The #PeopleVsFossilFuels march is headed to the White House! Hundreds in the street to demand a fossil-free future.

The message to President @JoeBiden is clear: No more violations of Indigenous sovereignty, no more deadly fossil fuel projects. #IndigenousPeoplesDay pic.twitter.com/O5AzWoRfYl

— Oil Change International (@PriceofOil) October 11, 2021

German companies urge ambitious climate action from new government

German companies are urging the country's new government to focus on "a clear and reliable path to climate neutrality" and enact ambitious policies to meet the goals of the 2015 Paris climate accord.

A letter was organized by 69 companies including chemicals company Bayer, steelmaker ThyssenKrupp and sportswear firm Puma.

"As businesses, we are prepared to fulfill our central role in climate action. We call upon the new German government to make the transformation to climate neutrality the central economic project of the coming legislative period," the letter said.

The companies want the new Social Democratic government to prioritize renewable energy and enact a climate-friendly tax reform that will prevent industries from investing abroad.

"Climate protection was the decisive topic in the federal election and the parties must place it at the top of their agenda in building the new federal government," Michael Otto, board chairman of mail order company Otto Group and president of the Foundation 2 Degrees, which organized the letter, said.

The letter also urged the government to set international climate standards at the upcoming U.N. summit in Glasgow, Scotland and in Group of Seven talks.

John Kerry confident world leaders 'stepping up' to tackle climate crisis ahead of COP26

World leaders are "sharpening their pencils" to agree on radical proposals to tackle climate change and meet the 2015 Paris Climate Accord, the U.S. special envoy for climate has claimed.

He was keen to promote a positive outlook on the meeting which begins in Glasgow at the end of this month, saying he anticipated "surprising announcements" from key countries, he revealed in an interview with the Guardian newspaper.

The measure of success at Glasgow is we will have the largest, most significant increase in ambition [on cutting emissions] by more countries than everyone ever imagined possible. A much larger group of people are stepping up. I know certain countries are working hard right now on what they can achieve.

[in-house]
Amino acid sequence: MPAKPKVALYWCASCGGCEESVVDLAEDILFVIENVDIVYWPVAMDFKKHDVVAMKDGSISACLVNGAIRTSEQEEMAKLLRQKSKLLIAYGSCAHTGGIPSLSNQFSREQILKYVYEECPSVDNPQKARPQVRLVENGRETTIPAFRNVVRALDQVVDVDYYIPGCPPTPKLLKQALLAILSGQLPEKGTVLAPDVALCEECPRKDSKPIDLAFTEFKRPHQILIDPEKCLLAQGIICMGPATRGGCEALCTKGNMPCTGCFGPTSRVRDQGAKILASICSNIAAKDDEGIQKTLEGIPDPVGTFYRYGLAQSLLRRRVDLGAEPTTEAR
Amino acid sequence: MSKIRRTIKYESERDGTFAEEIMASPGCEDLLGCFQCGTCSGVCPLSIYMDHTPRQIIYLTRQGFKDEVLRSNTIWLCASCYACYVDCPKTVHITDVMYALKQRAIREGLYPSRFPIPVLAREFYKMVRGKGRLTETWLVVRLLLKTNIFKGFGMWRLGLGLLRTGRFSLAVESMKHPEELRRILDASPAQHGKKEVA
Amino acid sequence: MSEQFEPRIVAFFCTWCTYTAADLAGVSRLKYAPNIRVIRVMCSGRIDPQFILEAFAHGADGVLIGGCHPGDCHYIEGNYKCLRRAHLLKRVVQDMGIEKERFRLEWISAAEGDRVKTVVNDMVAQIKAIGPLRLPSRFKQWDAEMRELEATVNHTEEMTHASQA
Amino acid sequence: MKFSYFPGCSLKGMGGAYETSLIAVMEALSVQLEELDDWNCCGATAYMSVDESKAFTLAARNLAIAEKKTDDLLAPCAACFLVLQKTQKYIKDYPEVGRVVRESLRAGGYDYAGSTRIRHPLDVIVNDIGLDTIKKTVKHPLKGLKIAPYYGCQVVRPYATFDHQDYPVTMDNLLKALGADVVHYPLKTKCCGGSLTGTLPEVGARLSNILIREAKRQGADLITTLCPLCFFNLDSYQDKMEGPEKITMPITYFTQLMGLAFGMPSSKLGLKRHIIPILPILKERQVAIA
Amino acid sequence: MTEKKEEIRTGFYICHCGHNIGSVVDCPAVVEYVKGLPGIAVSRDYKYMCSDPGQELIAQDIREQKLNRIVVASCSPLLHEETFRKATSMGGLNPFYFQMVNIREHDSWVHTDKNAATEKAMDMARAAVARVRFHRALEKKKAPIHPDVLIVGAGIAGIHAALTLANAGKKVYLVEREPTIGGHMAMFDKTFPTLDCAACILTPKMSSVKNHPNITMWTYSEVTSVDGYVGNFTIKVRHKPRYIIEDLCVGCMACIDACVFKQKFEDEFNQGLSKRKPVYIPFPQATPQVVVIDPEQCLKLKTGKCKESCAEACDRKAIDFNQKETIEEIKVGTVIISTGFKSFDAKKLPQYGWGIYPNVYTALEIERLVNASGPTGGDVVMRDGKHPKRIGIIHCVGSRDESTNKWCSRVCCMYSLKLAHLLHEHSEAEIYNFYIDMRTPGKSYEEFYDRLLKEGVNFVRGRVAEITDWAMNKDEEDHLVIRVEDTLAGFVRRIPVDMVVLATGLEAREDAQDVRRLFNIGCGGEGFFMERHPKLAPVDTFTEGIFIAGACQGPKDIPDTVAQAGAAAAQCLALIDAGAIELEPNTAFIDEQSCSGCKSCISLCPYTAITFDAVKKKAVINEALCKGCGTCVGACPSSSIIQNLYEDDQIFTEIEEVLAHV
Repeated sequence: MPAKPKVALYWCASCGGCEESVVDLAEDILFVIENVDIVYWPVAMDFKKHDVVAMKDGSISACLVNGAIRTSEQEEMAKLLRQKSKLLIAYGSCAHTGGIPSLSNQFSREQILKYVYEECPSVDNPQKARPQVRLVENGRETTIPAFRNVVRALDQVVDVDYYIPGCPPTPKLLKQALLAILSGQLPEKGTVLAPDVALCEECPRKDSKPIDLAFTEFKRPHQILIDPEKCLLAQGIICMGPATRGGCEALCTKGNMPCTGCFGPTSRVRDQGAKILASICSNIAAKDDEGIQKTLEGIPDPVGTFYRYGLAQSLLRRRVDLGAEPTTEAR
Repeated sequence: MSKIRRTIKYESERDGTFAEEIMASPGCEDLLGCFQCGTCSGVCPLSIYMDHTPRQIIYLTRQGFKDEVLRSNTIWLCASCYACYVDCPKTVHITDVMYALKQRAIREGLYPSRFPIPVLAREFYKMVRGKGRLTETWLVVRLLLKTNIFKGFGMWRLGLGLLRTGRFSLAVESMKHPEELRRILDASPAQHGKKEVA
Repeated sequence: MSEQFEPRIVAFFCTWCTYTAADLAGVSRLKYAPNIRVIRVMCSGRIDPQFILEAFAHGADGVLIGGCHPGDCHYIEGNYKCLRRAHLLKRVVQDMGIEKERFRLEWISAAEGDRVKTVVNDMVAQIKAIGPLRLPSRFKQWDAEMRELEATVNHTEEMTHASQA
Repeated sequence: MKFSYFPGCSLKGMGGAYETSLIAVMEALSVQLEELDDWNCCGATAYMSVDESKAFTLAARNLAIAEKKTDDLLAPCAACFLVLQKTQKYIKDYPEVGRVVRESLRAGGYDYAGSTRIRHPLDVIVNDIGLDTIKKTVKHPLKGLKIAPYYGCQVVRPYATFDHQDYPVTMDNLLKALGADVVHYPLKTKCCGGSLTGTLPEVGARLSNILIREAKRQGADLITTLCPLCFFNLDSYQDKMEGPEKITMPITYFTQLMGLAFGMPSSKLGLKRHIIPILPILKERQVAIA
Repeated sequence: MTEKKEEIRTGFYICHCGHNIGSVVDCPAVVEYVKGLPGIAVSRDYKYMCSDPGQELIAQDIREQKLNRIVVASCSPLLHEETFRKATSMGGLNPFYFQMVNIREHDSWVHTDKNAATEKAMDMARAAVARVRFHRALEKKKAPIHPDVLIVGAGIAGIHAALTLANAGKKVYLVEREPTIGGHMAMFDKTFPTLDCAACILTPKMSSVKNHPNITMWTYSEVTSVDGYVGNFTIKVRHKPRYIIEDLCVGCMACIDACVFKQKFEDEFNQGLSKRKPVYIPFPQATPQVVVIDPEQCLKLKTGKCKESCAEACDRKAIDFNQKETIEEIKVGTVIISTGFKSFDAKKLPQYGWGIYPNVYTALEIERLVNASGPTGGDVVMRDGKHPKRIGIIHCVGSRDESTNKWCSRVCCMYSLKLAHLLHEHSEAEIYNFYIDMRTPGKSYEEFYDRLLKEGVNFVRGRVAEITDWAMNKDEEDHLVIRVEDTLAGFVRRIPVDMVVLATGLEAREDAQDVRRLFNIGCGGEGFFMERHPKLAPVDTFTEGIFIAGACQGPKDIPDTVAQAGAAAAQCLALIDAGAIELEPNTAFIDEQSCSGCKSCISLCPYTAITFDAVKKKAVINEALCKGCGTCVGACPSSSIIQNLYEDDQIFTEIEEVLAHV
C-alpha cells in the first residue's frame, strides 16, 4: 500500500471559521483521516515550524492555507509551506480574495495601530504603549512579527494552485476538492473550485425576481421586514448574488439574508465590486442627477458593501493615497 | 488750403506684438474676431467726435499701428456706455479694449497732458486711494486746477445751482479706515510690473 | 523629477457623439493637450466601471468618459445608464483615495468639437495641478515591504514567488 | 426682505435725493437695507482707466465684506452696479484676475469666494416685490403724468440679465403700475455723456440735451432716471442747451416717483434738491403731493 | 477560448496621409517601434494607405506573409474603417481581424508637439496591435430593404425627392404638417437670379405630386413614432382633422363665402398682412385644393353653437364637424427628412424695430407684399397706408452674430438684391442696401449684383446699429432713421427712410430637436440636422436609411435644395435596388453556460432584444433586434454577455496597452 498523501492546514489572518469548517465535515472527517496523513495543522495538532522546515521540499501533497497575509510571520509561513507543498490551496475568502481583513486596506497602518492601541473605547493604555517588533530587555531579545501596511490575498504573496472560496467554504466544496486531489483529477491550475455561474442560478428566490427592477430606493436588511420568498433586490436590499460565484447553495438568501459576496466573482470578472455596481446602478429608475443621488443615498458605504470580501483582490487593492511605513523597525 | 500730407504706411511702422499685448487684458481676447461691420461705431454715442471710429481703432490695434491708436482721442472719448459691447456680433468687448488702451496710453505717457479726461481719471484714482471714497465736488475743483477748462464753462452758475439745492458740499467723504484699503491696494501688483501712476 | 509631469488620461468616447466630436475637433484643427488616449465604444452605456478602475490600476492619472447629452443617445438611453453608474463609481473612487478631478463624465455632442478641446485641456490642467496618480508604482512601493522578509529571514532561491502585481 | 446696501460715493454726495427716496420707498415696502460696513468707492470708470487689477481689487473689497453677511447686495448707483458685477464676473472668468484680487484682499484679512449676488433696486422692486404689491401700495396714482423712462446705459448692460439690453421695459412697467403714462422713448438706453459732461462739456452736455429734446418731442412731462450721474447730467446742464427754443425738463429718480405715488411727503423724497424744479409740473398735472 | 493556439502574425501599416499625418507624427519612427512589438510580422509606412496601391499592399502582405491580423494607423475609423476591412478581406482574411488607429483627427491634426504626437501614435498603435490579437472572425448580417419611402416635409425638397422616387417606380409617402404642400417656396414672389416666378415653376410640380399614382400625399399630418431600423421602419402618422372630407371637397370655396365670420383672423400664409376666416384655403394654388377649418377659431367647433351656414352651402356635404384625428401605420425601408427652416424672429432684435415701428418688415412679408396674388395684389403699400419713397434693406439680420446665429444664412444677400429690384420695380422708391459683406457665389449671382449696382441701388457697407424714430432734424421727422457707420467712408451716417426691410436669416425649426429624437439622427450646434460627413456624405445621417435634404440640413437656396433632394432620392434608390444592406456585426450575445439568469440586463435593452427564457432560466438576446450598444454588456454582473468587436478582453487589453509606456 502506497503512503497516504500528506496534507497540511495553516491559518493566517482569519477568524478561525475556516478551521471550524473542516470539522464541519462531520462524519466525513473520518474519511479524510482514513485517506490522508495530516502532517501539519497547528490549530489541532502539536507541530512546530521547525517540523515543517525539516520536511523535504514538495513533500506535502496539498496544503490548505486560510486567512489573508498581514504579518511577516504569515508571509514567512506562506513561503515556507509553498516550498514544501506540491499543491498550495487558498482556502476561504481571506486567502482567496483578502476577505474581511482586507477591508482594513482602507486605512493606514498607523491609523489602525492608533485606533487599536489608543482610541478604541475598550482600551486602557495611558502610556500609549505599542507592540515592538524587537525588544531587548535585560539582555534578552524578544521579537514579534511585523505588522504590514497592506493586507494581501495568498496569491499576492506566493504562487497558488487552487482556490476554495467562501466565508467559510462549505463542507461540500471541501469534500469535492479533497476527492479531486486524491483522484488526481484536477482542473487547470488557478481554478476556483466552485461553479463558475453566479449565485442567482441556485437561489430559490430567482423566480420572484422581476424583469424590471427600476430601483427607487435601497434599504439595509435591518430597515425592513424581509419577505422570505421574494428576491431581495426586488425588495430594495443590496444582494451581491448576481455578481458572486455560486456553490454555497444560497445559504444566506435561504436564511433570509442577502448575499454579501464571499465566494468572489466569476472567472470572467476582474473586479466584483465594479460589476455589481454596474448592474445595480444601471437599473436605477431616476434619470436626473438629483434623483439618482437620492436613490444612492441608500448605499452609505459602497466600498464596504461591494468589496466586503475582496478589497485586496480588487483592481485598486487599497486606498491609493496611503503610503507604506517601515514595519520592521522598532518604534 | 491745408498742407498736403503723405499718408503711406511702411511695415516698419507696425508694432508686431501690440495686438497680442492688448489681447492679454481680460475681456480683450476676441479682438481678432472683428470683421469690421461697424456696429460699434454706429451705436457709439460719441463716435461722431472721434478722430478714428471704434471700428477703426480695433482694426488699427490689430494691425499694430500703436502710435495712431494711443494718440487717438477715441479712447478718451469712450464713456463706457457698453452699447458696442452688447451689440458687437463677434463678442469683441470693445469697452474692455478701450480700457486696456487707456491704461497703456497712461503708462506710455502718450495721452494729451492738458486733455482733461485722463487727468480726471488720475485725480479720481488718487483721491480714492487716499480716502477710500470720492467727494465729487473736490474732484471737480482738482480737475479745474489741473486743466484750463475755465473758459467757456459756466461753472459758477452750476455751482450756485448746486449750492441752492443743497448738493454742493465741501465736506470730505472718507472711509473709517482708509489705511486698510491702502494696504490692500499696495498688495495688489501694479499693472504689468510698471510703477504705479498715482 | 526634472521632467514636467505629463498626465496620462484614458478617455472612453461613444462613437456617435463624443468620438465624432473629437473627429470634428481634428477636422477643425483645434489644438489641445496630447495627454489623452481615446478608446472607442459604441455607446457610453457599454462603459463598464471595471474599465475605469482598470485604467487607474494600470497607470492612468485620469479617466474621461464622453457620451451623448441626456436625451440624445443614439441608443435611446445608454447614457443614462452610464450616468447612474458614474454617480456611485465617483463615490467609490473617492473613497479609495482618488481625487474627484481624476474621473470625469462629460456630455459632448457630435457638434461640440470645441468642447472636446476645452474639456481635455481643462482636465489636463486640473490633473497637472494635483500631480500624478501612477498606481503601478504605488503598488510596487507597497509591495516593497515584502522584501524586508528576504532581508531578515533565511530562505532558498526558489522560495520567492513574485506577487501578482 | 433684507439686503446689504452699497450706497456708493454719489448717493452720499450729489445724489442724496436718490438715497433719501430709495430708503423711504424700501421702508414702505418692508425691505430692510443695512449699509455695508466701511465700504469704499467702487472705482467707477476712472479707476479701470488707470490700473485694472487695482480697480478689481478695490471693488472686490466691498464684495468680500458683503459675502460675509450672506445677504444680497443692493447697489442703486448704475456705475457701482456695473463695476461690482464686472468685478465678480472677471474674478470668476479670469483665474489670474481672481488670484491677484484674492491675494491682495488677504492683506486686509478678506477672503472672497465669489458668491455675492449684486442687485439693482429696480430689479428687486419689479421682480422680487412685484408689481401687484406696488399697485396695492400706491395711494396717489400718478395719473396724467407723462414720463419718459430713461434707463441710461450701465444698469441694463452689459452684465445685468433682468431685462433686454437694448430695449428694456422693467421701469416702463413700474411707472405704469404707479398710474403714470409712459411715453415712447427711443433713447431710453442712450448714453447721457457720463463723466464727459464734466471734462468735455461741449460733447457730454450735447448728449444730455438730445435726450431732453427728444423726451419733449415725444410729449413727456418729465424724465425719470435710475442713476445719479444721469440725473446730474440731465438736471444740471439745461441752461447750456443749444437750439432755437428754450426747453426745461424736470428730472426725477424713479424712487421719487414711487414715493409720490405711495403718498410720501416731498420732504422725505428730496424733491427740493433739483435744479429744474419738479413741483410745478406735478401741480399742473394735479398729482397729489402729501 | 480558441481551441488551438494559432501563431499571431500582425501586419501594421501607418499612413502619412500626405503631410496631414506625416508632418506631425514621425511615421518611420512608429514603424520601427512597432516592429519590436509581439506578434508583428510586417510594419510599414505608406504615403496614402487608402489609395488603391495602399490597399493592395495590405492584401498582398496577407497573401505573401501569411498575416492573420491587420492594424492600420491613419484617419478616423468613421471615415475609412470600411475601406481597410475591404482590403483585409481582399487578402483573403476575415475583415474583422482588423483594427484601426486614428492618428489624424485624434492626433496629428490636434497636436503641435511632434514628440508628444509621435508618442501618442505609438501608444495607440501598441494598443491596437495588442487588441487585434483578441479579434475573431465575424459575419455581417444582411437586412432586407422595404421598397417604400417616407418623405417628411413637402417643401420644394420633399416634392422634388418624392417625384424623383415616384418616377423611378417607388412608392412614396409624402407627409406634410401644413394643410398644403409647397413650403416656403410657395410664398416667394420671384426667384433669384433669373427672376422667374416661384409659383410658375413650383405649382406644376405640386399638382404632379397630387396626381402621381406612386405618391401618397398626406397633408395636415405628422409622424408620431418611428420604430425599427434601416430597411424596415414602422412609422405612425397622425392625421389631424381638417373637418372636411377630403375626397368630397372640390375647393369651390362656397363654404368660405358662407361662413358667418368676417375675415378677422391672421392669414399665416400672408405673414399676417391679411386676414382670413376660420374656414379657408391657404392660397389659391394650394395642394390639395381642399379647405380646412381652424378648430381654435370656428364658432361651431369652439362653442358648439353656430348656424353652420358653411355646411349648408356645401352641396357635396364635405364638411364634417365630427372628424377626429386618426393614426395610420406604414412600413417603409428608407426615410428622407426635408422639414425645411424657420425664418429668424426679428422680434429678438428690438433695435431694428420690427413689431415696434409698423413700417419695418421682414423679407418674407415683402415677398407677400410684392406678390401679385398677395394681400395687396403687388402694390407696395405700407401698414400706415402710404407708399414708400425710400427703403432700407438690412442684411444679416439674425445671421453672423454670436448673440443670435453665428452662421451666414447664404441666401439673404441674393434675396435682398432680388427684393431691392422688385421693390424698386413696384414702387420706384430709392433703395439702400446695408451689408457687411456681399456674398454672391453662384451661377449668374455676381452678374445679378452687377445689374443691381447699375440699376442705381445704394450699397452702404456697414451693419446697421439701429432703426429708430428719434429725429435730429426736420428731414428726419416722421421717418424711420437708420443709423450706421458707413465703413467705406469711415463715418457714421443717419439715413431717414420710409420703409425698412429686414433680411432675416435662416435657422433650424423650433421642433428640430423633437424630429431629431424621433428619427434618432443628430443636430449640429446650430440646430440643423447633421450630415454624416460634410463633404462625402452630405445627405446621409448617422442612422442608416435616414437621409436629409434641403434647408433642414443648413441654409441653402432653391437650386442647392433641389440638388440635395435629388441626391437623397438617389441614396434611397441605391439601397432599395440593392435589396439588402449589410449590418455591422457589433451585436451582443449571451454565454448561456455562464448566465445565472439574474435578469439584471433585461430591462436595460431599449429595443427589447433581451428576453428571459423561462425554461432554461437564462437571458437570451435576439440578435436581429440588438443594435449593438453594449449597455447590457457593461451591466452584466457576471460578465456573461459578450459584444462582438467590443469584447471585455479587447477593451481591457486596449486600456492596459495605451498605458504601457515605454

But Kerry warned there was "still a lot of distance to travel in the next four weeks" and that a deal was a way off being "signed, sealed and delivered".

HS2 activists barricade themselves in a rail tunnel

Campaigners against the controversial rail project in England, who claim it is causing significant environmental damage, have constructed a barricade and locked themselves into a tunnel to halt construction.

The activists, who were evicted from a protest camp yesterday (pictured), see the actions as a final resort before they are permanently removed from the site in Wendover.

Critics of the initiative suggest it is causing widespread destruction of animal habitats, threatening endangered species, and have lashed out at the removal of much ancient woodland. HS2 and the British government, however, say the project will benefit the environment in the long term and have pledged to replace much of the habitat affected by construction.

HS2 protesters blockade themselves in tunnel
HS2 protesters blockade themselves in tunnel
HS2 protesters blockade themselves in tunnel

U.S.-owned carbon dioxide producer hikes prices amid shortage

CF Industries had to shut down its fertilizer plant - which produces 60 percent of the U.K.'s CO2 - last month as natural gas prices soared.